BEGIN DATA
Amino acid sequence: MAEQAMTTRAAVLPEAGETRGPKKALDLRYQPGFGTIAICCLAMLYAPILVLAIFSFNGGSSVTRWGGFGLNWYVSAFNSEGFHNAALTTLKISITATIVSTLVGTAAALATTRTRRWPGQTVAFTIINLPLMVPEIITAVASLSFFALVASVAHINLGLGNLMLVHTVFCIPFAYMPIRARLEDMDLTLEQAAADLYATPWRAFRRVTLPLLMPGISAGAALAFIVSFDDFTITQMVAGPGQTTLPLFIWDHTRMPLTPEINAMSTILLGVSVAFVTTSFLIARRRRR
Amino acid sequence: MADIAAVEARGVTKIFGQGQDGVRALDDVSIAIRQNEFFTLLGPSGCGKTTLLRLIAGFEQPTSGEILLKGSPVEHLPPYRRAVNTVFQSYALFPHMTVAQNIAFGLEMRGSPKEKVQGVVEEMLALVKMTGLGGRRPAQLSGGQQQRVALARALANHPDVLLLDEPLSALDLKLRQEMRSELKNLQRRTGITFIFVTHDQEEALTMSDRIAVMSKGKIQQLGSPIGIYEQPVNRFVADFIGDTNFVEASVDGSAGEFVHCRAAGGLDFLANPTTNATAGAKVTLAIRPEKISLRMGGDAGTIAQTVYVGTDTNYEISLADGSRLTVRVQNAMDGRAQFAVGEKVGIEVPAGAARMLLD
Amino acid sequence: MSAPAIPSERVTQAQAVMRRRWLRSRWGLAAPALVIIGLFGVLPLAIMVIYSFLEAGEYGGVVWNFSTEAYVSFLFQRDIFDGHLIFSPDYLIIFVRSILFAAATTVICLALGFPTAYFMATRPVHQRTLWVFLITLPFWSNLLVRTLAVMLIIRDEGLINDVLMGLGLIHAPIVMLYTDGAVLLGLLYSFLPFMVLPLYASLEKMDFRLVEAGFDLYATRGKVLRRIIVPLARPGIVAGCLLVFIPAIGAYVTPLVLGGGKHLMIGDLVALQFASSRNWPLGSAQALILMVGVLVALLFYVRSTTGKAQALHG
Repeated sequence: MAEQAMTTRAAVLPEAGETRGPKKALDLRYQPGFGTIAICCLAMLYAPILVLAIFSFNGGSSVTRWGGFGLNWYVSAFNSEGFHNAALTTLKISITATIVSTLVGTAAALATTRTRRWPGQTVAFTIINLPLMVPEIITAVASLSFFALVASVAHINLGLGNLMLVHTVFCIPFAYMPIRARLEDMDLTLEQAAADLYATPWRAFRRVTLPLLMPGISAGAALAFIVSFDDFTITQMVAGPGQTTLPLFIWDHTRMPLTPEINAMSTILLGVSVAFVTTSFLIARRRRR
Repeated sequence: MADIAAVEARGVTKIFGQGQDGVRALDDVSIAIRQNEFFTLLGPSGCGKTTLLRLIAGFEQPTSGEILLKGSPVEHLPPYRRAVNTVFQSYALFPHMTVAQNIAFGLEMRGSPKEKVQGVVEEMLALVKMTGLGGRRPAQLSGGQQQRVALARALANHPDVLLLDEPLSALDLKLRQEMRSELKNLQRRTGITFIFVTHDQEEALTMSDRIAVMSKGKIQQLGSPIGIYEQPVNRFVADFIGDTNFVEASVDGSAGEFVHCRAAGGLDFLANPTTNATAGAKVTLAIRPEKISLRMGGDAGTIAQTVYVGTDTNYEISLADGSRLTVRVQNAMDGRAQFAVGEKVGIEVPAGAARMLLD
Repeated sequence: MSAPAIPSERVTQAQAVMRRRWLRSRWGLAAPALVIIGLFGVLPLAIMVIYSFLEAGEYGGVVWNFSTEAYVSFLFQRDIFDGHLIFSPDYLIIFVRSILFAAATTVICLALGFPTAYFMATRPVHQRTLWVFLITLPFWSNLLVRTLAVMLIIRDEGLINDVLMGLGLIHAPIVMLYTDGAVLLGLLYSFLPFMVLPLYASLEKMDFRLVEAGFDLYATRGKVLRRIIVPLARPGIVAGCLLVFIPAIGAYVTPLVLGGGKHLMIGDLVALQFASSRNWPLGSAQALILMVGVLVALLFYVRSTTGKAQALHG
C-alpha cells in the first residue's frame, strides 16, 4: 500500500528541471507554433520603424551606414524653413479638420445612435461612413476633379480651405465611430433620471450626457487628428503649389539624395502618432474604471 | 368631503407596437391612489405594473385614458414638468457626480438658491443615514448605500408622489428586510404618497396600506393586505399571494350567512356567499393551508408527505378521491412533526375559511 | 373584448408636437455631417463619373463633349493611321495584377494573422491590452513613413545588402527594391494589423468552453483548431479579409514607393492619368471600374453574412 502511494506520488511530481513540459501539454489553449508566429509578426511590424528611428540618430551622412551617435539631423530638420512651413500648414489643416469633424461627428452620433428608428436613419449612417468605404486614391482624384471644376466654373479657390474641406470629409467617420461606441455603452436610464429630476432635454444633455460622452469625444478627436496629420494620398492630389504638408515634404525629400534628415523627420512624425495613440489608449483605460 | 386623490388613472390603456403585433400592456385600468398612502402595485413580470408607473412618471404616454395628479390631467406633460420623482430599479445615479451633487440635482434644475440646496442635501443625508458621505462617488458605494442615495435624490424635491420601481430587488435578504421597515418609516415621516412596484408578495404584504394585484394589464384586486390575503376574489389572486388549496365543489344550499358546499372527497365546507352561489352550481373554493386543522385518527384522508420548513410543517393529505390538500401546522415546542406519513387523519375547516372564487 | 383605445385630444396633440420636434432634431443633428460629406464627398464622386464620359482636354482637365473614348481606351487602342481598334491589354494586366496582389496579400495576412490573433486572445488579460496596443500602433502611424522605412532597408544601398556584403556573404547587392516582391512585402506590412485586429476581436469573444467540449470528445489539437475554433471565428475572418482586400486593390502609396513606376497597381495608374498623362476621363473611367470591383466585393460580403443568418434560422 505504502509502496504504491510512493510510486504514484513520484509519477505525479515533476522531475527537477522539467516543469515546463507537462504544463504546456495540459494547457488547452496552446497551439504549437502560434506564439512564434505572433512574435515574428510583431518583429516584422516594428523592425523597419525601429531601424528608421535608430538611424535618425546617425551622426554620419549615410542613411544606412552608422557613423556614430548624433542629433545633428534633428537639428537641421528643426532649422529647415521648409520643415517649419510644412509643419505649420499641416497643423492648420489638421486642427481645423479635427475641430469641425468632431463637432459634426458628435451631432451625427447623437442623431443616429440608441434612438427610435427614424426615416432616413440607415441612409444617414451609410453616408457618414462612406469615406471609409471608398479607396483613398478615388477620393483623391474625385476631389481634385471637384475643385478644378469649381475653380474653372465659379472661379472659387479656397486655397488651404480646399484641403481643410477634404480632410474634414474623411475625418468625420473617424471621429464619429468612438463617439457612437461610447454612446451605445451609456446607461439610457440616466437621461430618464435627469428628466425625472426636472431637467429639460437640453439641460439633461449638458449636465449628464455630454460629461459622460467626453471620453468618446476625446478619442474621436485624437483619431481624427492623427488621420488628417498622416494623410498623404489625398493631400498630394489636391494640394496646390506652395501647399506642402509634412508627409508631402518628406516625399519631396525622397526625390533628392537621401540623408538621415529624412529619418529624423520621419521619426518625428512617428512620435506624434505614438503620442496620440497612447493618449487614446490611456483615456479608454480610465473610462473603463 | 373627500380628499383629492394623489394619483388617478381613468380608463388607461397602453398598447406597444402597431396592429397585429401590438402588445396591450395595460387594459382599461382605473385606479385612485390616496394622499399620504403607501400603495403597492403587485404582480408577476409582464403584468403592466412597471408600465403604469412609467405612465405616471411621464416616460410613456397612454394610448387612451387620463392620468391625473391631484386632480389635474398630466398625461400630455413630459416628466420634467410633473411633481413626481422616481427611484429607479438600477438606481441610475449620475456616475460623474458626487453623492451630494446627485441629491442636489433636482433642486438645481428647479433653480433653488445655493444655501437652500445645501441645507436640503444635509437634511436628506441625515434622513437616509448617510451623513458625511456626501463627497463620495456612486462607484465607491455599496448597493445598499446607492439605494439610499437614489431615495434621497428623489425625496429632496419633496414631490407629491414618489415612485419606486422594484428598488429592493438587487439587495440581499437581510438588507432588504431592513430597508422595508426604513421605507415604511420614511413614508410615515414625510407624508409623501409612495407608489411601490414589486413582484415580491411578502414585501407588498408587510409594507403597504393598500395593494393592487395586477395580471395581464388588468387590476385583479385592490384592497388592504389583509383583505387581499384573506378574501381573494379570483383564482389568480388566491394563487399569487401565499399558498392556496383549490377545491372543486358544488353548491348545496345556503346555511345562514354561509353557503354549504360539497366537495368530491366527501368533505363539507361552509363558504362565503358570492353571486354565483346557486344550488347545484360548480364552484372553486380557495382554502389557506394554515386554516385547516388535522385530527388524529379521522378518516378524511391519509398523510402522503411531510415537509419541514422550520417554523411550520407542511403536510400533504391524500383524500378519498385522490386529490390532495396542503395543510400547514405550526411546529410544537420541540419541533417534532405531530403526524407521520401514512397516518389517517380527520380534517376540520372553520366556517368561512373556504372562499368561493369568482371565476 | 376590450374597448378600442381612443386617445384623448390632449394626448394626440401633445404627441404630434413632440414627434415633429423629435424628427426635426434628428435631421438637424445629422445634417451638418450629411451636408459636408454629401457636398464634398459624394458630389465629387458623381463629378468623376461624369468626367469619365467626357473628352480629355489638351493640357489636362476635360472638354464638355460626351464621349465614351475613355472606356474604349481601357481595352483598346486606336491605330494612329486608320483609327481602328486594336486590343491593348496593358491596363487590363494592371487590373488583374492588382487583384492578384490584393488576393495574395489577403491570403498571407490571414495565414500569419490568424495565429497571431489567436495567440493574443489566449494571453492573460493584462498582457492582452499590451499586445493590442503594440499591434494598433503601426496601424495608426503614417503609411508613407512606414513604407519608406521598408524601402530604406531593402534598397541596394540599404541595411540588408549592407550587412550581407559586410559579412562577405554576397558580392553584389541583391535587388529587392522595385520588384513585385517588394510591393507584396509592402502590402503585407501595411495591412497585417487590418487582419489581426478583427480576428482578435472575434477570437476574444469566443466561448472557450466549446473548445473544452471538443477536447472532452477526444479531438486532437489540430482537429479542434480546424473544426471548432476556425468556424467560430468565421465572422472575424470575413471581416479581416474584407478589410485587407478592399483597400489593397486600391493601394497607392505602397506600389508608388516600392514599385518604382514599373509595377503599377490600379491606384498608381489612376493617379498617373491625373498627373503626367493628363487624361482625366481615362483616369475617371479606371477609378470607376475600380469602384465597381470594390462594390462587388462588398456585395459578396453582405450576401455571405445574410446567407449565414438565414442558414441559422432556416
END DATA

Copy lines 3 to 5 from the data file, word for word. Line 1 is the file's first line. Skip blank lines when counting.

Amino acid sequence: MSAPAIPSERVTQAQAVMRRRWLRSRWGLAAPALVIIGLFGVLPLAIMVIYSFLEAGEYGGVVWNFSTEAYVSFLFQRDIFDGHLIFSPDYLIIFVRSILFAAATTVICLALGFPTAYFMATRPVHQRTLWVFLITLPFWSNLLVRTLAVMLIIRDEGLINDVLMGLGLIHAPIVMLYTDGAVLLGLLYSFLPFMVLPLYASLEKMDFRLVEAGFDLYATRGKVLRRIIVPLARPGIVAGCLLVFIPAIGAYVTPLVLGGGKHLMIGDLVALQFASSRNWPLGSAQALILMVGVLVALLFYVRSTTGKAQALHG
Repeated sequence: MAEQAMTTRAAVLPEAGETRGPKKALDLRYQPGFGTIAICCLAMLYAPILVLAIFSFNGGSSVTRWGGFGLNWYVSAFNSEGFHNAALTTLKISITATIVSTLVGTAAALATTRTRRWPGQTVAFTIINLPLMVPEIITAVASLSFFALVASVAHINLGLGNLMLVHTVFCIPFAYMPIRARLEDMDLTLEQAAADLYATPWRAFRRVTLPLLMPGISAGAALAFIVSFDDFTITQMVAGPGQTTLPLFIWDHTRMPLTPEINAMSTILLGVSVAFVTTSFLIARRRRR
Repeated sequence: MADIAAVEARGVTKIFGQGQDGVRALDDVSIAIRQNEFFTLLGPSGCGKTTLLRLIAGFEQPTSGEILLKGSPVEHLPPYRRAVNTVFQSYALFPHMTVAQNIAFGLEMRGSPKEKVQGVVEEMLALVKMTGLGGRRPAQLSGGQQQRVALARALANHPDVLLLDEPLSALDLKLRQEMRSELKNLQRRTGITFIFVTHDQEEALTMSDRIAVMSKGKIQQLGSPIGIYEQPVNRFVADFIGDTNFVEASVDGSAGEFVHCRAAGGLDFLANPTTNATAGAKVTLAIRPEKISLRMGGDAGTIAQTVYVGTDTNYEISLADGSRLTVRVQNAMDGRAQFAVGEKVGIEVPAGAARMLLD